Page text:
Some March Madness cliches are more wretched than others

used to rail vs clichés like “Cinderella” and “bubble teams.” Those words, though, have been used so pervasively in discussions about the NCAA Basketball Tournament that they are now as endemic to coverage as March Madness. That’s what makes English perhaps the best language on the planet; words are blended and redefined, in part, through popular usage and changes in society. (God help us, though, if charity stripe eventually makes the cut.)

Sports language has been a big part of our vernacular for more than a century. Baseball, in particular, has a strong hold on how we describe our lives. We go to bat for others, strike out when we fail, and hit a home run when we succeed. Sometimes, though, we throw a Hail Mary pass in a desperate attempt to do well. At other times, a decision or action is a slam dunk. Continue reading “Some March Madness cliches are more wretched than others”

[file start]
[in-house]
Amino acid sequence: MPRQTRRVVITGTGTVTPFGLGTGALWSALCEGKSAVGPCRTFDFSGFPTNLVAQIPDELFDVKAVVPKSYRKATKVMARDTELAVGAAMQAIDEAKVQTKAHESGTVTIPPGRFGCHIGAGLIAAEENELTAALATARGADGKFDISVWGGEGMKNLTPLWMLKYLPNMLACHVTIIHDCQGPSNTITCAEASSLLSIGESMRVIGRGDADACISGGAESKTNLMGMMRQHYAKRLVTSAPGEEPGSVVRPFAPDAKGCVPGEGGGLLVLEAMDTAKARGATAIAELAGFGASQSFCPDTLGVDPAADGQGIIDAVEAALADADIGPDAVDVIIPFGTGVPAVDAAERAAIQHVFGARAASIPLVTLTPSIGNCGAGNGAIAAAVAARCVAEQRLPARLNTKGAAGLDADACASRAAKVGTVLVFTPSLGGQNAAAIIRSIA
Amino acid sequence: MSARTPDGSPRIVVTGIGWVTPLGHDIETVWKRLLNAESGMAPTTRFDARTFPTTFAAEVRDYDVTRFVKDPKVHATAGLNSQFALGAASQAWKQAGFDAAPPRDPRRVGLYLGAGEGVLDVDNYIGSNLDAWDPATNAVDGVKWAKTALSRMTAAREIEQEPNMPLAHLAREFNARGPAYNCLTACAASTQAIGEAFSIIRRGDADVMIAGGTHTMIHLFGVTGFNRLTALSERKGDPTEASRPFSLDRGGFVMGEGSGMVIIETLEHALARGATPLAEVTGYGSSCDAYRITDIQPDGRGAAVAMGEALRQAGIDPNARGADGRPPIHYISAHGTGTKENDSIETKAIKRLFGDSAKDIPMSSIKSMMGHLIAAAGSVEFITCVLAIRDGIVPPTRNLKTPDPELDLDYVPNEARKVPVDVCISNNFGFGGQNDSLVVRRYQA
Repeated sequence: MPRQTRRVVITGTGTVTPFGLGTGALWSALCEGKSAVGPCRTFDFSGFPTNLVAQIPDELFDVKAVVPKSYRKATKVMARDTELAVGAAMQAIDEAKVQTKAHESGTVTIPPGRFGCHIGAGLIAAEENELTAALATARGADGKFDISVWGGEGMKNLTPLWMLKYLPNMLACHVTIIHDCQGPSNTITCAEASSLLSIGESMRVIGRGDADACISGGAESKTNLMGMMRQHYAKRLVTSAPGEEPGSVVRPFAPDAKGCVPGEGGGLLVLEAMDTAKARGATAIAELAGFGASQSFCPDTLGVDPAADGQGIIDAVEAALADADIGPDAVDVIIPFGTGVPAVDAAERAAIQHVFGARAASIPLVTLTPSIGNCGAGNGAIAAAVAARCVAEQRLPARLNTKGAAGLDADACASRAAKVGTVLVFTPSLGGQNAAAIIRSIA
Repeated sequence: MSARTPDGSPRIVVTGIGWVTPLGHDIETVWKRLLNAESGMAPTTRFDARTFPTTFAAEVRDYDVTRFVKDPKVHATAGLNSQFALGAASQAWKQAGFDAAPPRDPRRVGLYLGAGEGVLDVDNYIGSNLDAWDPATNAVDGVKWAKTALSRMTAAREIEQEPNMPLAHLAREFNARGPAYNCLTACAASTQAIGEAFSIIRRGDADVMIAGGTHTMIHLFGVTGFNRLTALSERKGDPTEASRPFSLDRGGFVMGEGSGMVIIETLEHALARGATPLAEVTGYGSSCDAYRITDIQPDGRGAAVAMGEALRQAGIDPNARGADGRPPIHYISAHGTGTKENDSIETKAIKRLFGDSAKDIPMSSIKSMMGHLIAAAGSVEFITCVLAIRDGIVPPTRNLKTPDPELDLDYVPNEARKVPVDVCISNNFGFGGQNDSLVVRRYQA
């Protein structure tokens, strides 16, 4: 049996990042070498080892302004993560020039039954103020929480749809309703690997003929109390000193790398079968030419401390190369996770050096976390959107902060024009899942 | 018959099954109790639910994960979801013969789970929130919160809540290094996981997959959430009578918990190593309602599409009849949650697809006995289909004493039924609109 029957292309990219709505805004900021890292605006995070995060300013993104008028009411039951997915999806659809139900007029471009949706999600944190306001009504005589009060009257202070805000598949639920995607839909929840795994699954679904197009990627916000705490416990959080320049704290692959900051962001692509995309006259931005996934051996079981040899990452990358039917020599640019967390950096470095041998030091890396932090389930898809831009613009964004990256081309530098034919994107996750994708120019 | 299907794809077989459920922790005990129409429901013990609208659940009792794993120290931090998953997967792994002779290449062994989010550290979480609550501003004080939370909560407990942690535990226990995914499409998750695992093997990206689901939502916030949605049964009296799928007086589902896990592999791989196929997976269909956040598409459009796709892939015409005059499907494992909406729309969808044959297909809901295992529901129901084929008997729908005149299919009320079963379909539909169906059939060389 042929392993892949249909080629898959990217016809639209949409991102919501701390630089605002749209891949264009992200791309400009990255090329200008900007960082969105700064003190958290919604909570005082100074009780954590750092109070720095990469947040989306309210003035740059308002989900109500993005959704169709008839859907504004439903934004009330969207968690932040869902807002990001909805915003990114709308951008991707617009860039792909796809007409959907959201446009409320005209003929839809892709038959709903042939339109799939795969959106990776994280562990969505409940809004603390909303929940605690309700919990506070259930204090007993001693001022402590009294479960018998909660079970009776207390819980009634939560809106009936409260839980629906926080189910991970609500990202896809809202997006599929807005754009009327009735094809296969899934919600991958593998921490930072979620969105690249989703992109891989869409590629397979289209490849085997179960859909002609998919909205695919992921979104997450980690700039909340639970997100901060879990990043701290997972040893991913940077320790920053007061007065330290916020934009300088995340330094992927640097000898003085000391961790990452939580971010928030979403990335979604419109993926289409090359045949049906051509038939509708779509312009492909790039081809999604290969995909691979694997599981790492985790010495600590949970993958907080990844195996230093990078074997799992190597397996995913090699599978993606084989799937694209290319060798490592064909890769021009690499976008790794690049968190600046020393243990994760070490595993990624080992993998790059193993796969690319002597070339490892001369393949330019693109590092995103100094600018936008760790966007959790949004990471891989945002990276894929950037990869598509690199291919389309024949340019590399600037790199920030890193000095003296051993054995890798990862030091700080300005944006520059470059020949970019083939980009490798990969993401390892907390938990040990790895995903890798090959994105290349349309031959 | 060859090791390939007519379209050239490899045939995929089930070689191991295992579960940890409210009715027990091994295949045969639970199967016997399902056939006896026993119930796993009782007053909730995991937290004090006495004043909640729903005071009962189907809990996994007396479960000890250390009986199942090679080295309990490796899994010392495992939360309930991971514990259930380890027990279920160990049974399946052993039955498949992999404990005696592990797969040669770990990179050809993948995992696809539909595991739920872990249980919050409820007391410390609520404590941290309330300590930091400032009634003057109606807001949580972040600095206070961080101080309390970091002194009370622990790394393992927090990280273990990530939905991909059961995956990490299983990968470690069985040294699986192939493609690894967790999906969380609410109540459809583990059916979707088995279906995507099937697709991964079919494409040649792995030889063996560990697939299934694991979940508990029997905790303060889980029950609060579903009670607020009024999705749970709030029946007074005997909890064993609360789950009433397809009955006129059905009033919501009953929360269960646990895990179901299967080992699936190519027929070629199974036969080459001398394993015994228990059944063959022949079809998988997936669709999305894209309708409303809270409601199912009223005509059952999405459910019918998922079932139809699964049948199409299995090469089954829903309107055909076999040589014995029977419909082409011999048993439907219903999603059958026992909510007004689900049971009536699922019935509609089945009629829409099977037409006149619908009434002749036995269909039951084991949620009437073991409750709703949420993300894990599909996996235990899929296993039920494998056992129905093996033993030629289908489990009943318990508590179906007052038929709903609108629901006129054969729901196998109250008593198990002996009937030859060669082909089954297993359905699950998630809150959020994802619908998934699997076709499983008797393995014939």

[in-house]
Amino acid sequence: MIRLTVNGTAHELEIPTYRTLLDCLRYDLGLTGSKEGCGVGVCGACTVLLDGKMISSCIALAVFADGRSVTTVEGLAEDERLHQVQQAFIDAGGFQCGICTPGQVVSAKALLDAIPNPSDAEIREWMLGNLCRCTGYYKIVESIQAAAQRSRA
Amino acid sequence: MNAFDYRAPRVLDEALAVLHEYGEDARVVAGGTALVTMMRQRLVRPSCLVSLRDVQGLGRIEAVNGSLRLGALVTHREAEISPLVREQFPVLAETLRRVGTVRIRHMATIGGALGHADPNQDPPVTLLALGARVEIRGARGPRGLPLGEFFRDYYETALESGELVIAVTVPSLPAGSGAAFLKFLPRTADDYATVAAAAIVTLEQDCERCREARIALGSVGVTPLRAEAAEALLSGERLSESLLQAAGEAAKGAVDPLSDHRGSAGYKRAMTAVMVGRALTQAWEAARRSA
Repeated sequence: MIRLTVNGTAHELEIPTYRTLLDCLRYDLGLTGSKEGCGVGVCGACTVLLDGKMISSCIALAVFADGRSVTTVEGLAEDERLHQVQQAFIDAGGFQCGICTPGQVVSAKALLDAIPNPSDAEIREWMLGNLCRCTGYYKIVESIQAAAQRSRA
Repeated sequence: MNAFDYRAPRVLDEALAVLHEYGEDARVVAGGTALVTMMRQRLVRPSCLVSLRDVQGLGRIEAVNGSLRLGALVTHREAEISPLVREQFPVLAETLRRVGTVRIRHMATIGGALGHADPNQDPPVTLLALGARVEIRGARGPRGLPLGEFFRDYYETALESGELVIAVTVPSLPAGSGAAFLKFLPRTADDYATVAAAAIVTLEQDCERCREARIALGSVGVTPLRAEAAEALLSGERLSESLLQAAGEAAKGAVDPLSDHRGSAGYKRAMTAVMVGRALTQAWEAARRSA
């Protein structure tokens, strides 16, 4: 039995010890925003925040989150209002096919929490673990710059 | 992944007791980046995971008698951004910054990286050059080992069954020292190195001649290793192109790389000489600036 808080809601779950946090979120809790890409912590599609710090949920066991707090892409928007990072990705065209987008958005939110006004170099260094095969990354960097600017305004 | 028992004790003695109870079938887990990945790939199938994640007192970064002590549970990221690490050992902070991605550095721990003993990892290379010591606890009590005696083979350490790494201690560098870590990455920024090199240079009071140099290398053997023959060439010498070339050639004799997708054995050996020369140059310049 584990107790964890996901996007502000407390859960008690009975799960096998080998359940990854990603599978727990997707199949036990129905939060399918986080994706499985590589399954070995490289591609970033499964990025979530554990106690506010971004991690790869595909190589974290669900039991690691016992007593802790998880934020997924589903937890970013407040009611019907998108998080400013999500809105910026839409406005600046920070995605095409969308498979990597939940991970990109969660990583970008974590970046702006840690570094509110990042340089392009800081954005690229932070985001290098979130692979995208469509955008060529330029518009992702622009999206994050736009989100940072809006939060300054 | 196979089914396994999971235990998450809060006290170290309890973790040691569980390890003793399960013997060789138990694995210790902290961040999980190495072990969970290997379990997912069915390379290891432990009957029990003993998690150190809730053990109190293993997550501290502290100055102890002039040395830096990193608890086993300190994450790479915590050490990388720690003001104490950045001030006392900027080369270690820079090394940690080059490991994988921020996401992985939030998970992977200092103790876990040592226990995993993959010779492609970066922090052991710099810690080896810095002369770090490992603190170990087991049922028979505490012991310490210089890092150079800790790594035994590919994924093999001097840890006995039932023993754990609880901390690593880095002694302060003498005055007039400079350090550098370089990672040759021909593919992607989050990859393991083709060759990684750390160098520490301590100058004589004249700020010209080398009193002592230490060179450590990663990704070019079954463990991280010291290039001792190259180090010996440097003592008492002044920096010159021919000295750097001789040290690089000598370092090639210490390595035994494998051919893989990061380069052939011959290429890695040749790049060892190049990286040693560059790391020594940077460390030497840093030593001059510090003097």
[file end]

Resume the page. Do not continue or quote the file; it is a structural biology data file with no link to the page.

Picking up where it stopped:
Even Spock might agree: Clarity is the key to solid sportswriting

Once upon a time, someone somewhere used a new word or phrase to describe something related to sports that was creative, illuminating and/or humorous. Through the years, that word became embedded in sports journalism’s lexicon, used – perhaps, tirelessly – numerous times. So should this word be considered a cliché, a worn phrase or just another vocabulary word, no different than other parts of speech? At what point should writers eschew such words and phrases?

Continue reading “Even Spock might agree: Clarity is the key to solid sportswriting”